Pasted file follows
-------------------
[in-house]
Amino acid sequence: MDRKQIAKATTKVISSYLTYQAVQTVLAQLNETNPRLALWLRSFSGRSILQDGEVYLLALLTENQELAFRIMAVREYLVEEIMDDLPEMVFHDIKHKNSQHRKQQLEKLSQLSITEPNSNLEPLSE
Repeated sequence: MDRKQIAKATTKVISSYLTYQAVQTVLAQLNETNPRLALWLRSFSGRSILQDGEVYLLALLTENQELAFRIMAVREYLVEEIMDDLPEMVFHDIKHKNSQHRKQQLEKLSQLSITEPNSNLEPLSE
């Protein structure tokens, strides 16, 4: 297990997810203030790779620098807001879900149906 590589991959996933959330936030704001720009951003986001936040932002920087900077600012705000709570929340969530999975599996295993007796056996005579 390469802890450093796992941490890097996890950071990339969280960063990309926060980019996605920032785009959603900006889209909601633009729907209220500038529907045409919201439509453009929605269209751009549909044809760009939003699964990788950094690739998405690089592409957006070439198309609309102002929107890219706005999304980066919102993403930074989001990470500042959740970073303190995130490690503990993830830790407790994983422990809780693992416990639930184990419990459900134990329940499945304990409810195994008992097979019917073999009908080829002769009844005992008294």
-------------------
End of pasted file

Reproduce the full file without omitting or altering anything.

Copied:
[in-house]
Amino acid sequence: MDRKQIAKATTKVISSYLTYQAVQTVLAQLNETNPRLALWLRSFSGRSILQDGEVYLLALLTENQELAFRIMAVREYLVEEIMDDLPEMVFHDIKHKNSQHRKQQLEKLSQLSITEPNSNLEPLSE
Repeated sequence: MDRKQIAKATTKVISSYLTYQAVQTVLAQLNETNPRLALWLRSFSGRSILQDGEVYLLALLTENQELAFRIMAVREYLVEEIMDDLPEMVFHDIKHKNSQHRKQQLEKLSQLSITEPNSNLEPLSE
């Protein structure tokens, strides 16, 4: 297990997810203030790779620098807001879900149906 590589991959996933959330936030704001720009951003986001936040932002920087900077600012705000709570929340969530999975599996295993007796056996005579 390469802890450093796992941490890097996890950071990339969280960063990309926060980019996605920032785009959603900006889209909601633009729907209220500038529907045409919201439509453009929605269209751009549909044809760009939003699964990788950094690739998405690089592409957006070439198309609309102002929107890219706005999304980066919102993403930074989001990470500042959740970073303190995130490690503990993830830790407790994983422990809780693992416990639930184990419990459900134990329940499945304990409810195994008992097979019917073999009908080829002769009844005992008294």